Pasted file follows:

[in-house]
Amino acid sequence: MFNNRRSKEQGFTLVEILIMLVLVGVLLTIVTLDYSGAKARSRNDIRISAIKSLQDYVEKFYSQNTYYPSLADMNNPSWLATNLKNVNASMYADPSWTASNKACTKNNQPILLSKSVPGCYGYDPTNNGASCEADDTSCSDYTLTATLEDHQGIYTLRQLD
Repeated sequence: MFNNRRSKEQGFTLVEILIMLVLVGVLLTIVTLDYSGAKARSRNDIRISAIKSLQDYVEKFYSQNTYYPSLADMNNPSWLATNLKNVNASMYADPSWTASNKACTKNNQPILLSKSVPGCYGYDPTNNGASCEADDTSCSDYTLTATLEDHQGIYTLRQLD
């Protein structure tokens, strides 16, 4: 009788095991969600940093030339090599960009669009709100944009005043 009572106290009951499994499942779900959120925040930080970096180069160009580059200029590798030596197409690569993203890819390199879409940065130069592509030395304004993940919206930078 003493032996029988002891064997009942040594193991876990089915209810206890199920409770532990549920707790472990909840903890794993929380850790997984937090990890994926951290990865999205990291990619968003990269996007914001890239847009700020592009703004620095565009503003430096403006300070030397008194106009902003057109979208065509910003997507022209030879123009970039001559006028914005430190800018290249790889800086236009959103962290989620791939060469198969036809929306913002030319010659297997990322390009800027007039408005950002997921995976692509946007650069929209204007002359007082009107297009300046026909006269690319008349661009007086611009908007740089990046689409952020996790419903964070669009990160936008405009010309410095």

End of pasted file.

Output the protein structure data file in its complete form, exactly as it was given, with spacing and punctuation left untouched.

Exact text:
[in-house]
Amino acid sequence: MFNNRRSKEQGFTLVEILIMLVLVGVLLTIVTLDYSGAKARSRNDIRISAIKSLQDYVEKFYSQNTYYPSLADMNNPSWLATNLKNVNASMYADPSWTASNKACTKNNQPILLSKSVPGCYGYDPTNNGASCEADDTSCSDYTLTATLEDHQGIYTLRQLD
Repeated sequence: MFNNRRSKEQGFTLVEILIMLVLVGVLLTIVTLDYSGAKARSRNDIRISAIKSLQDYVEKFYSQNTYYPSLADMNNPSWLATNLKNVNASMYADPSWTASNKACTKNNQPILLSKSVPGCYGYDPTNNGASCEADDTSCSDYTLTATLEDHQGIYTLRQLD
């Protein structure tokens, strides 16, 4: 009788095991969600940093030339090599960009669009709100944009005043 009572106290009951499994499942779900959120925040930080970096180069160009580059200029590798030596197409690569993203890819390199879409940065130069592509030395304004993940919206930078 003493032996029988002891064997009942040594193991876990089915209810206890199920409770532990549920707790472990909840903890794993929380850790997984937090990890994926951290990865999205990291990619968003990269996007914001890239847009700020592009703004620095565009503003430096403006300070030397008194106009902003057109979208065509910003997507022209030879123009970039001559006028914005430190800018290249790889800086236009959103962290989620791939060469198969036809929306913002030319010659297997990322390009800027007039408005950002997921995976692509946007650069929209204007002359007082009107297009300046026909006269690319008349661009007086611009908007740089990046689409952020996790419903964070669009990160936008405009010309410095």